Vitamin C

WordPress Shortcode with attribute


  • add_shortcode('your_short_code', 'your_function_name');


ParametersDiscription and usage
$tag(string) (required) Shortcode tag to be searched in post content Default: None
$func(callable) (required) Hook to run when shortcode is found Default: None


IMPORTANT – Don’t use camelCase or UPPER-CASE for your attributes

You can generate a shortcode with attribute Here

Examples of Shortcodes

WordPress shortcodes were introduced in 2.5

Here is come example of shortcode


to use shortcode direct into theme you have to use do_shortcode()

 <?php echo do_shortcode('[button]'); ?>

To customize the button, we could simply add something like:

[button type="twitter"]

Or to make it even better, we could use an enclosing shortcode:

[button type="twitter"]Follow me on Twitter![/button]

Creating a self-closing shortcode

The simplest shortcode is the self-closing one. We’re going to create a simple link to our Twitter account, and then add it in a blog post. All the code goes in functions.php, which is located in /wp-content/themes/your-theme/. If you don’t have one, just create it and put the code in it.

function button_shortcode() {
return '<a href="" class="twitter-button">Follow me on Twitter!</a>"';
add_shortcode('button', 'button_shortcode'); 

Usage: [button]

Creating a self-closing shortcode with parameters

Creating a self-closing shortcode with parameters

function button_shortcode( $type ) {

    extract( shortcode_atts( 
            'type' => 'value'
         ), $type ) ); 

    // check what type user entered
    switch ($type) {

        case 'twitter':
            return '<a href="" class="twitter-button">Follw me on Twitter!</a>';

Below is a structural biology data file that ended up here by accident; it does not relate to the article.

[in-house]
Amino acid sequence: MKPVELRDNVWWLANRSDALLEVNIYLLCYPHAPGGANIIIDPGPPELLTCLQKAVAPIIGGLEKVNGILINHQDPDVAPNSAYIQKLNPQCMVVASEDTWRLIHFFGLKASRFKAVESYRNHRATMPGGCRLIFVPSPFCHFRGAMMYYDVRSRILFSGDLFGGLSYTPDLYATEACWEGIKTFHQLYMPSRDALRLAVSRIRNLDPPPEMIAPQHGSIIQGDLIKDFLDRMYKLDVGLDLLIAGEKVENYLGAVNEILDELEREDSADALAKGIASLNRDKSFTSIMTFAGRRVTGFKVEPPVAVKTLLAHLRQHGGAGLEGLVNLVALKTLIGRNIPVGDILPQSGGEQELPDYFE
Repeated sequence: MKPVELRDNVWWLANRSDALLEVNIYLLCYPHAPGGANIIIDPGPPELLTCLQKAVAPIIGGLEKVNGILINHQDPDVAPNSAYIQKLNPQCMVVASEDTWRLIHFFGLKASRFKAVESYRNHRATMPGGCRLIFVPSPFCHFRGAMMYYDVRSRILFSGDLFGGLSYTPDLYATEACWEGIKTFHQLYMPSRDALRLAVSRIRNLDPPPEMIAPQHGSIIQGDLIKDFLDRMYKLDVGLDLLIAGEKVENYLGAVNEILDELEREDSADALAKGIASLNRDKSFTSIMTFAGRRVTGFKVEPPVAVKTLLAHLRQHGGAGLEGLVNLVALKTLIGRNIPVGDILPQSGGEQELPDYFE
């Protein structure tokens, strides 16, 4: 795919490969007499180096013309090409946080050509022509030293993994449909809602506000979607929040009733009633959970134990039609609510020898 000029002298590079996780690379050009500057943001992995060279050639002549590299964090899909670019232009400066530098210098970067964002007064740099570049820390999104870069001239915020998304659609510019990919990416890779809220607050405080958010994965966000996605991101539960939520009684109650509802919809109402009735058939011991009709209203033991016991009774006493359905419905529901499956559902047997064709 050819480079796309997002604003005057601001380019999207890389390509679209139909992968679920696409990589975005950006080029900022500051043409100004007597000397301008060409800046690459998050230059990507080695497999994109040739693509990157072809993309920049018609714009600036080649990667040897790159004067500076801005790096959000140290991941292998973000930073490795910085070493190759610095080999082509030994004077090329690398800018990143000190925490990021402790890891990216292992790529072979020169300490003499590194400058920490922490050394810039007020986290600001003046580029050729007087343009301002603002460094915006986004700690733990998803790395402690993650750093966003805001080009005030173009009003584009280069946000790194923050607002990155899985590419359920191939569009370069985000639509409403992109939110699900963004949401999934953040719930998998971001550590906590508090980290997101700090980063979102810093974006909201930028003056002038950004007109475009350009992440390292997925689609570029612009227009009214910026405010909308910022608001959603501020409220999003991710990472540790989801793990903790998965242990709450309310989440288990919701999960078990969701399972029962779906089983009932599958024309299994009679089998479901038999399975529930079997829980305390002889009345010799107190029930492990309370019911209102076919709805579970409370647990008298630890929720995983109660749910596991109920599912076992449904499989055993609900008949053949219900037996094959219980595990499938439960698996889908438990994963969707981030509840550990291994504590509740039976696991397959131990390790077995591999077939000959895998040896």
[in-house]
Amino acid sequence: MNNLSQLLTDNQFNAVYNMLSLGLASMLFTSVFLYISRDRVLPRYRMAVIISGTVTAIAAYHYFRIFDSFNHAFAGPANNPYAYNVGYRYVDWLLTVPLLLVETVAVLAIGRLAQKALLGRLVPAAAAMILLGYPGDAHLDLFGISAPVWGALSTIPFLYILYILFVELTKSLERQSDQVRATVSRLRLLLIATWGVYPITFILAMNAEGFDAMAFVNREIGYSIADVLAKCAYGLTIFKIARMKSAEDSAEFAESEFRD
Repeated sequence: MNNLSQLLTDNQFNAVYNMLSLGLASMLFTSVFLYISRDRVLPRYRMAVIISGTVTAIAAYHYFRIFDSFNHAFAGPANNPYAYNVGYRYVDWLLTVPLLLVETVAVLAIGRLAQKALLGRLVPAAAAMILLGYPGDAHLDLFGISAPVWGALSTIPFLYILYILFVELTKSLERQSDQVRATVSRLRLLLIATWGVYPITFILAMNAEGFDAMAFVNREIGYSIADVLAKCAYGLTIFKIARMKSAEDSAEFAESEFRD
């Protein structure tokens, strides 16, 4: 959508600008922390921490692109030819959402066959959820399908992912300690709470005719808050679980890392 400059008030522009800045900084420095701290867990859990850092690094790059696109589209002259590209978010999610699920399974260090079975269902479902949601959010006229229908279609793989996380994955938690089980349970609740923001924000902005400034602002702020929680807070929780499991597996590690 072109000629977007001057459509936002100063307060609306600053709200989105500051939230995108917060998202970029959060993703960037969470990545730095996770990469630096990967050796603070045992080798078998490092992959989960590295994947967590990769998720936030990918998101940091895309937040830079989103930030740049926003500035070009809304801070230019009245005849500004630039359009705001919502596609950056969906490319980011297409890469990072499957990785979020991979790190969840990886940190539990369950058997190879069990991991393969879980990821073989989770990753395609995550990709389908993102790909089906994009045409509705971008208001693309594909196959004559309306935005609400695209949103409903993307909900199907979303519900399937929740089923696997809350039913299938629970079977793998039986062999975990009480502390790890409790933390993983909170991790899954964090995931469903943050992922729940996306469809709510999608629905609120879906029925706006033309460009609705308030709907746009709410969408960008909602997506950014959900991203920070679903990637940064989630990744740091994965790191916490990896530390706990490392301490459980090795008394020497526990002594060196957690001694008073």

case 'rss':
            return '<a href="" class="rss-button">Subscribe to the feed!</a>'
add_shortcode( 'button', 'button_shortcode' );

Now you can choose what button to display by defining type in your shortcode.

[button type="twitter"]
[button type="rss"]

Creating an enclosing shortcode

enclosing shortcode

The enclosing shortcode allows you to embed content within your shortcode, just like BBCode if you’ve ever used that.

function button_shortcode( $attr, $content = null ) {
return '<a href="" class="twitter-button">' . $content . '</a>';
add_shortcode('button', 'button_shortcode');

To use this shortcode, you embedd the text you want to use like this:

[button]Follow me on Twitter![/button]

To make this button even better, we could add parameters just like we did in the previous example.

function button_shortcode( $atts, $content = null ) {
extract( shortcode_atts( array(
'account' => 'account',
 'style' => 'style'
 ), $atts ) );
return '<a href="' . esc_attr($account) . '" class="twitter-button ' . esc_attr($style) . '">' . $content . '</a>';
add_shortcode('button', 'button_shortcode');


[button account="rupomkhondaker" style="simple"]Follow me on Twitter![/button]

Shortcodes in Widgets

By default, WordPress does not support shortcodes within Sidebar Widgets. It only expands the shortcodes within the content of a Post, Page, or custom post type. To add shortcode support to sidebar widgets, you can install a plugin, or use the below code:

add_filter( 'widget_text', 'shortcode_unautop' );
add_filter( 'widget_text', 'do_shortcode' );

It is important that these lines be added in this order. The first line prevents WordPress from turning line breaks into paragraph tags, since this keeps shortcodes from working. The second line is the one that makes the shortcodes work.

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